Dirk G. Lange is Associate Professor of Worship at Luther Seminary, Saint Paul, MN where he teaches Worship and Lutheran Confessional Writings. He received his PhD in theology from Emory University. Working in the area of constructive liturgical theology, he re-reads classic theological texts through the lens of liturgy, trauma theory and post-structuralist literary theory. He recently published Trauma Recalled: Liturgy, Disruption and Theology (Fortress Press, 2009), which explores a new language for Martin Luther’s Eucharistic hermeneutic. His ministerial experience has covered a wide spectrum of activities, but all under one umbrella: liturgy in the lives of people. During the 1980s, as a brother of Taizé, he worked with prayer groups in the Eastern European underground. During the early 1990’s, he was engaged with the prayer and songs of Taizé working closely with the composer, Father Joseph Gelineau, SJ. Dirk is interested in the ways liturgical disruption can rewrite ecclesiology and ecumenism. He is an ordained pastor in the ELCA.
Rather than being frightened by this image of Christ as the holder of the keys, the one who opens and no one can close and who closes and no one can open, the image of Christ as Key of David instilled in me a far-reaching confidence.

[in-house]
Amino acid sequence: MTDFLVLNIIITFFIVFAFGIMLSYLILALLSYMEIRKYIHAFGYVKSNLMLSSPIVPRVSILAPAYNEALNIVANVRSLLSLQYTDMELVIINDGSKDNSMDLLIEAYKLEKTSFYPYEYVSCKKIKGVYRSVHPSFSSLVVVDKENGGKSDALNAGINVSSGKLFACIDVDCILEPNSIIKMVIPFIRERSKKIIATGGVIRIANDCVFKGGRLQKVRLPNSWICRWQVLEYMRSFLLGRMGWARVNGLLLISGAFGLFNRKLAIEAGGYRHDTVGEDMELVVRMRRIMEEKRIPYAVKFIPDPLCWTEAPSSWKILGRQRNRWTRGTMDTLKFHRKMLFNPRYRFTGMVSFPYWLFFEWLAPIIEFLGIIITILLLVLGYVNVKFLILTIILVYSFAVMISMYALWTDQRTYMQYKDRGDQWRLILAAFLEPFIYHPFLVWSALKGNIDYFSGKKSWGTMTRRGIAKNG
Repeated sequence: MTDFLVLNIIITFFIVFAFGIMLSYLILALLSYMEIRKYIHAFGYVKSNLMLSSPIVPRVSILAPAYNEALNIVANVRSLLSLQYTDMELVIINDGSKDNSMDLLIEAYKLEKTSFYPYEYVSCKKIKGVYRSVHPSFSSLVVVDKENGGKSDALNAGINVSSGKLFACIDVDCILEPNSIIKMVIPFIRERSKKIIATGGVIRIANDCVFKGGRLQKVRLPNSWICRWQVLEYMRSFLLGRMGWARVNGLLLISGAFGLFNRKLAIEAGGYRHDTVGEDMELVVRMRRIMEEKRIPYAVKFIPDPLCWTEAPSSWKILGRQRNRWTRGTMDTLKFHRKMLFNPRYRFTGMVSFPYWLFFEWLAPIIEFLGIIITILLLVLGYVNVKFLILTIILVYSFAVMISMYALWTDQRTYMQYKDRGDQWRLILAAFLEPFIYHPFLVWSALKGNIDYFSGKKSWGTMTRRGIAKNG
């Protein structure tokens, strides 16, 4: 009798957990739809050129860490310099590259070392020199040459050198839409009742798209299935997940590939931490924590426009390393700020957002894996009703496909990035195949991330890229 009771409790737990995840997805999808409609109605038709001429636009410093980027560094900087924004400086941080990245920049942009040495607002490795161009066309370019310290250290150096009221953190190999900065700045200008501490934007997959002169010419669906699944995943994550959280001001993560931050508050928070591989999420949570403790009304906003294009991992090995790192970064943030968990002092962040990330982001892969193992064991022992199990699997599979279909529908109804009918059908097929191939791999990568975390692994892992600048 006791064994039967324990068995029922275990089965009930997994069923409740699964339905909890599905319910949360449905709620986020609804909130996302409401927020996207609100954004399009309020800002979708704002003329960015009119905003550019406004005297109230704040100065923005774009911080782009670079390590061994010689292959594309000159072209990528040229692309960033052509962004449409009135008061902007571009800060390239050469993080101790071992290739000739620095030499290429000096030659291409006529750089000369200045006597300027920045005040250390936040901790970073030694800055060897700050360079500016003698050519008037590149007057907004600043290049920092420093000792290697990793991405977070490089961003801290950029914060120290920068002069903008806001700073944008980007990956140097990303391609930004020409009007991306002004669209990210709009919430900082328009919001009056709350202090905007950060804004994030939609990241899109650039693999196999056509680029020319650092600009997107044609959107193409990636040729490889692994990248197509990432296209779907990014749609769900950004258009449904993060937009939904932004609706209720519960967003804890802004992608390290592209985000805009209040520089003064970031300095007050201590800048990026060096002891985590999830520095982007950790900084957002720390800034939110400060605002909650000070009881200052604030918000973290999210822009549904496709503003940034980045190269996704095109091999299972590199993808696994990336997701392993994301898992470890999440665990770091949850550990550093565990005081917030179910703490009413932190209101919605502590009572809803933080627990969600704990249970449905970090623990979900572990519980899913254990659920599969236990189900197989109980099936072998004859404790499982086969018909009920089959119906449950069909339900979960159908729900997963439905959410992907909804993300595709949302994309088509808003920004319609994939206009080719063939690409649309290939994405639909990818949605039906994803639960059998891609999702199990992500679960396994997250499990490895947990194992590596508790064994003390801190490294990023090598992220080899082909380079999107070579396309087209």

What is most intriguing for me, as I listened to pastors and lay people tell their story, was the unique way in which these instances of communal prayer were not only rooted in the classic structure of the daily office but at the same time were radically open to receiving and integrating the cry from the street, the cry, the desire, the aspiration of many both believers and non-believers.
A “sportive” spirituality is rooted in prayer. It is rooted in daily prayer. Prayer – individual or communal – is one of the ways that we “practice” our baptism (see Luther’s writing on baptism in the Large Catechism, The Book of Concord, page 461).